“Wastewater management presents a challenging dilemma that if not addressed in the design stages can impact a vessel’s operational flexibility,” ACO Marine’s managing director Mark Beavis told delegates yesterday (Wednesday) at a Royal Institution of Naval Architects conference.
Providing an overview of the technical challenges faced when designing and building systems for prestigious projects, such as mega yachts, offshore and naval vessels, Mr Beavis said that while water treatment is a ‘mission critical’ component to operations, it is, in reality, “an afterthought” for naval architects involved in the design and construction of arguably the world’s most prestigious and innovative vessels.
“Many systems onboard can technically malfunction without passengers and staff ever noticing…but if the wastewater system associated with the bathrooms and toilets fail, it will not go unnoticed by the owner and guests. Similarly, if the treatment process is incorrectly specified. a process overload or even breakdown could result in pollution and environmental breaches often attracting hefty fines and, in extreme cases, criminal proceedings against the crew and owner of the vessel,” he said.
Wastewater treatment aboard prestigious projects, such as mega yachts like Topaz, should be addressed at the design stage, says ACO Marine’s Mark Beavis
Speaking at RINA’s Design & Construction of Super & Mega Yachts conference, in Genoa, Italy, Mr Beavis emphasised the importance of not just the treatment aspect of the problem, but to consider wastewater treatment from a “whole ship” perspective.
“To understand what wastewater is being produced where, in what quantities, at what frequency and how it will be stored and transferred around the vessel prior to, and after, treatment, is crucial to not only meeting stringent wastewater requirements, but also to optimising the operational performance of the vessel.”
Going on to explore the impact of IMO MEPC 227 (64), the revised wastewater discharge rules that entered into force in January 2016, he said: “Given the increasing trend for expedition-type yachting in ecologically sensitive areas such as the Baltic, the new regulation will make some existing plant incompatible as MEPC 227(64) changes both discharge requirements and test protocols. It has the specific aim of reducing nitrogen and phosphorous from passenger vessel treated water discharges, preventing the acceleration of nitrification of the seas.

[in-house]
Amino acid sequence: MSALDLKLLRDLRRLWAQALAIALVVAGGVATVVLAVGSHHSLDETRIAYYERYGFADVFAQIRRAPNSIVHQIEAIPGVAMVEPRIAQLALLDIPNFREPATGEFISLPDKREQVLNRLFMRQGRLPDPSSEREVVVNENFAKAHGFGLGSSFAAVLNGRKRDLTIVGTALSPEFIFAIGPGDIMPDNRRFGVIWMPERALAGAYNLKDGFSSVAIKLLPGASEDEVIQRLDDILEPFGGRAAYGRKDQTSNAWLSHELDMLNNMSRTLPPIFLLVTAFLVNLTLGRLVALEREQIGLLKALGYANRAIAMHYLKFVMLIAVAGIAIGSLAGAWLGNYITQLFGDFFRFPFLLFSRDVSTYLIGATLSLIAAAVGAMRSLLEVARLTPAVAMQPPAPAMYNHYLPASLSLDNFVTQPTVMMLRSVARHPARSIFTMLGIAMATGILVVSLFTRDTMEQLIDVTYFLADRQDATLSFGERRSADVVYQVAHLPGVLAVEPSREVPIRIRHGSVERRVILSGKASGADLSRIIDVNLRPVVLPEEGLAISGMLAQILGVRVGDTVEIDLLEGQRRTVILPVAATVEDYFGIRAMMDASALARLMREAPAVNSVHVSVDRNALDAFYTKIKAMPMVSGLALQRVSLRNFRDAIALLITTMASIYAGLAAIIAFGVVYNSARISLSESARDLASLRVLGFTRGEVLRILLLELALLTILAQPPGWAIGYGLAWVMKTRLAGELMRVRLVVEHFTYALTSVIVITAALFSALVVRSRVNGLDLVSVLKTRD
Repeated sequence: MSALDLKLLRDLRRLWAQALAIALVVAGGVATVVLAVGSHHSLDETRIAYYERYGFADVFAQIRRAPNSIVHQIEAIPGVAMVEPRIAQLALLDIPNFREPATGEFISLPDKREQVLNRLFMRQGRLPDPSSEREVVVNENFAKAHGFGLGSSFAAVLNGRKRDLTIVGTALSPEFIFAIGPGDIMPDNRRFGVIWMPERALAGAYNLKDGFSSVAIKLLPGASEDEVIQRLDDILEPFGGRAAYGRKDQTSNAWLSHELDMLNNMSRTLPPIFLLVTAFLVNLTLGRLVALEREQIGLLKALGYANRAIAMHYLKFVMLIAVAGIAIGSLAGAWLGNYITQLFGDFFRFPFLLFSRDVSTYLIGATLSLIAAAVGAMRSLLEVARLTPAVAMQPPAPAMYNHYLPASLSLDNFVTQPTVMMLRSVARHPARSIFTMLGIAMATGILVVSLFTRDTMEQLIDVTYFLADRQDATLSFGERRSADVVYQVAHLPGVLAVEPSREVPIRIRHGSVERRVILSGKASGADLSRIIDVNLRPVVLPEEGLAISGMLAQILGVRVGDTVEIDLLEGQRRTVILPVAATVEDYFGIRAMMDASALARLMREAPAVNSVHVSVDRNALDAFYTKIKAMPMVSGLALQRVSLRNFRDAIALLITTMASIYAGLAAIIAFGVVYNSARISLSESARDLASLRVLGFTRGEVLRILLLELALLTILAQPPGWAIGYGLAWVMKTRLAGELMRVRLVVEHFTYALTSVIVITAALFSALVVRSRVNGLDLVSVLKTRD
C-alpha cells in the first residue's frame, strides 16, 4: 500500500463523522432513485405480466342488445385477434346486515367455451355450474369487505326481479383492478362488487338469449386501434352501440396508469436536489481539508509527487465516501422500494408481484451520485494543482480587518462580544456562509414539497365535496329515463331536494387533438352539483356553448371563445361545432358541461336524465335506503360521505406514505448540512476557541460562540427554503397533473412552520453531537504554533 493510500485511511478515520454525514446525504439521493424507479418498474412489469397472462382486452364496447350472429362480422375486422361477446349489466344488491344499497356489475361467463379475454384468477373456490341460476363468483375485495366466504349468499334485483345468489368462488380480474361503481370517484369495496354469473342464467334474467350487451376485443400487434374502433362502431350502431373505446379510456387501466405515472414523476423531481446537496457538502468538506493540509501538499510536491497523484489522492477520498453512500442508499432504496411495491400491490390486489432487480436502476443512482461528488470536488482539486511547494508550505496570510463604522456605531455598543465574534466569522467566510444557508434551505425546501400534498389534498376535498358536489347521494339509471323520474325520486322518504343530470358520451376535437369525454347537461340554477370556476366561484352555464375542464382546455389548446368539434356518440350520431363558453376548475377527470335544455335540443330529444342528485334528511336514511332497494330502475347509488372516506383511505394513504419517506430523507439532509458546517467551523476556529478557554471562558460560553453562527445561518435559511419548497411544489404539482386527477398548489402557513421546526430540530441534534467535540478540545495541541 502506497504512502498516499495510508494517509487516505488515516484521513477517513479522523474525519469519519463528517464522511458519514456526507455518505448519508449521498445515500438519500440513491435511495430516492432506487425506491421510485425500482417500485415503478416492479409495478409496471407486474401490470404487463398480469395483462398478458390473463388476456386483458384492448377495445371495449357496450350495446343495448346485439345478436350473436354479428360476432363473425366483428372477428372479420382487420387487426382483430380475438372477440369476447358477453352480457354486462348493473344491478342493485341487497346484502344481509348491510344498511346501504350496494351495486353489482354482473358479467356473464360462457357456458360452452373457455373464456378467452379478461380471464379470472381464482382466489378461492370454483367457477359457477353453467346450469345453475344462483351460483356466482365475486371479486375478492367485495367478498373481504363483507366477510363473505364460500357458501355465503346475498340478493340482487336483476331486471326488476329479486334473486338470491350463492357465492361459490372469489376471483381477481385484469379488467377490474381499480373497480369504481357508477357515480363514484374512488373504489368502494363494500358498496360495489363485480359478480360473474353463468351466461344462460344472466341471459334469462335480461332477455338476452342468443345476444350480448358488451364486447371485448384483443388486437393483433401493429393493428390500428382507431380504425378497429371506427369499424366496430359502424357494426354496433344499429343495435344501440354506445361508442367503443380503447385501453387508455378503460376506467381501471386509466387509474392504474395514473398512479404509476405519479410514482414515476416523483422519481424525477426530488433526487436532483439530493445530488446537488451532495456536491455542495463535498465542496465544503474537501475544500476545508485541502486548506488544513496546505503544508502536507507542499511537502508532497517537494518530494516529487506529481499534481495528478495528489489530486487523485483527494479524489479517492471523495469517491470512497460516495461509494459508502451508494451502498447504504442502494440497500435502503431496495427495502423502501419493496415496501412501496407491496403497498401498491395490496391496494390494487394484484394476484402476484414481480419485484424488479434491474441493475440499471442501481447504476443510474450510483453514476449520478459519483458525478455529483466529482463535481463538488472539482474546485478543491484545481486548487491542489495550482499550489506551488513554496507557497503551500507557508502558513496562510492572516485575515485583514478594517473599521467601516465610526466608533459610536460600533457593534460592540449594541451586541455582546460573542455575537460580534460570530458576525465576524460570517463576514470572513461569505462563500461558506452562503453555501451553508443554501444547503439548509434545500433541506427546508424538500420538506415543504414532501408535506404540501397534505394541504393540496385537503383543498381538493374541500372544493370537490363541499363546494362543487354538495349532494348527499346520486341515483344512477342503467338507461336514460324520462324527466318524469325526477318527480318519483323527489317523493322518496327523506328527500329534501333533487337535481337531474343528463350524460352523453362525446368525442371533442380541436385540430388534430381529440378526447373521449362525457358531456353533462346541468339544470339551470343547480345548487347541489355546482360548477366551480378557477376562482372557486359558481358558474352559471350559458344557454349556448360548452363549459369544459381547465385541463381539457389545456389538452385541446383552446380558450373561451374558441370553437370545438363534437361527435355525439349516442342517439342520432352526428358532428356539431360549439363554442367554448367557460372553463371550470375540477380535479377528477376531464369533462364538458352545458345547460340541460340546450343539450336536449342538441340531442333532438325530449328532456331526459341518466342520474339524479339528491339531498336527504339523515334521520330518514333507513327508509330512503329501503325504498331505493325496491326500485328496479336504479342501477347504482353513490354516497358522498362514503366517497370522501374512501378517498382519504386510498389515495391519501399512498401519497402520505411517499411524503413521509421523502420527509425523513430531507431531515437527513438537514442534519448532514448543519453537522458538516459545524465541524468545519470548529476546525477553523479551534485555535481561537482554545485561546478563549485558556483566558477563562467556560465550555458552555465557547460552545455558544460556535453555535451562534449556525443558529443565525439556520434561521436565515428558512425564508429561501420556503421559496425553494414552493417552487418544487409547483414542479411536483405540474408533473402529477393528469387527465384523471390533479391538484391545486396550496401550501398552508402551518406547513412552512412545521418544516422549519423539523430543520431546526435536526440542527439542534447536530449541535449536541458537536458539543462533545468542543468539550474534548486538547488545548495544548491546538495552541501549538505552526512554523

“For PYC vessels (with more than 12 passengers) the Section 4.2 of the revision specifically prohibits black (sewage) water discharge into the Baltic Sea special area, with the exception of vessels equipped with a type-approved wastewater treatment system that meets effluent discharge requirements of less than 10mg/l of Nitrogen and less than 1.0mg/l of Phosphorous.”
He revealed that a survey carried out in 2012 concluded that “a significant number of treatment systems did not meet the existing standards, due to improper use of detergent, a lack of maintenance, or simply because operators failed to follow the plant manufacturer’s operating instructions”.
“Many technologies in use on larger yachts have, until now, used technologies that depend on dilution and chemical sterilisation to achieve permitted effluent standard,” he said, adding that this is largely due to the smaller footprint and capital expenditure of these systems. “But dilution is not a solution to pollution; it is not treating the waste, only reshaping it.”
Commenting on the membrane and biological treatment technologies inherent to the company’s Maripur NF and Clarimar MF treatment units, Mr Beavis revealed that ACO Marine is nearing the commercial launch of a new, enhanced biological system for yachts in the LY3 category.
“The Clairmar LY3 offers a simpler and more cost-effective solution for yachts with no more than 12 passengers and where compliance with Section 4.2 Nitrogen and Phosphorous removal is not required. This type of system is fast becoming the industry standard for the 50m plus yacht and recognised as a viable and practical alternative to physical chemical and dilution technologies.
“Although larger than their chemical counterparts, they usually do not require use of ship’s buffering tanks and so the overall space requirement for the whole system is comparable in overall system size.”
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